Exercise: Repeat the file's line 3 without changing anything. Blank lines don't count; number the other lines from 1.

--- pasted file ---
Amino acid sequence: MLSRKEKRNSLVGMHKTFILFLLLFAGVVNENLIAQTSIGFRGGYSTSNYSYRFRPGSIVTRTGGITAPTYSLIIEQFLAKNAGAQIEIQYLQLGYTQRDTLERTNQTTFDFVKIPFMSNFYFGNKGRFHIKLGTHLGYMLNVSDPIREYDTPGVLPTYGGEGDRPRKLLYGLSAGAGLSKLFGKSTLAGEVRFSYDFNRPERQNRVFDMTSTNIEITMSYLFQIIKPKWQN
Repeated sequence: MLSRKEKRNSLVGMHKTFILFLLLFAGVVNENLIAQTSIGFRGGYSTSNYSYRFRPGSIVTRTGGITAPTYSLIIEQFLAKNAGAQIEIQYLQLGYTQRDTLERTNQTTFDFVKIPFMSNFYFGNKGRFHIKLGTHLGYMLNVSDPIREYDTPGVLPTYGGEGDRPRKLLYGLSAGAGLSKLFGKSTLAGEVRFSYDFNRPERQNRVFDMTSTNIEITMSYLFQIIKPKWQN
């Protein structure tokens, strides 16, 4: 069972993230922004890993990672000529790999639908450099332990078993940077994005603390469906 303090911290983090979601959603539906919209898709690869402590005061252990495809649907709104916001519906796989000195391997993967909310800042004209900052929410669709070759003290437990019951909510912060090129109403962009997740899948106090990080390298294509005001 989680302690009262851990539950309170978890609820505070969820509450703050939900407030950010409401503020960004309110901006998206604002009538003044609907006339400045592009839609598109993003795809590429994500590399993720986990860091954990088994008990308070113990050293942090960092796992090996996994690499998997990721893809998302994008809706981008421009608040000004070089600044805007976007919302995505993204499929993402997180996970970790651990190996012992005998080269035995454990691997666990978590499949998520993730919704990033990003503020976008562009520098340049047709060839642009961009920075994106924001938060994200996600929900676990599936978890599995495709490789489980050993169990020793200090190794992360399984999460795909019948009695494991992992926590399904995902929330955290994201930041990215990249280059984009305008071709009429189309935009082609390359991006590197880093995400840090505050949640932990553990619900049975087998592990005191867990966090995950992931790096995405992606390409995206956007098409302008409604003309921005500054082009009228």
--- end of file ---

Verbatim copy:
């Protein structure tokens, strides 16, 4: 069972993230922004890993990672000529790999639908450099332990078993940077994005603390469906 303090911290983090979601959603539906919209898709690869402590005061252990495809649907709104916001519906796989000195391997993967909310800042004209900052929410669709070759003290437990019951909510912060090129109403962009997740899948106090990080390298294509005001 989680302690009262851990539950309170978890609820505070969820509450703050939900407030950010409401503020960004309110901006998206604002009538003044609907006339400045592009839609598109993003795809590429994500590399993720986990860091954990088994008990308070113990050293942090960092796992090996996994690499998997990721893809998302994008809706981008421009608040000004070089600044805007976007919302995505993204499929993402997180996970970790651990190996012992005998080269035995454990691997666990978590499949998520993730919704990033990003503020976008562009520098340049047709060839642009961009920075994106924001938060994200996600929900676990599936978890599995495709490789489980050993169990020793200090190794992360399984999460795909019948009695494991992992926590399904995902929330955290994201930041990215990249280059984009305008071709009429189309935009082609390359991006590197880093995400840090505050949640932990553990619900049975087998592990005191867990966090995950992931790096995405992606390409995206956007098409302008409604003309921005500054082009009228």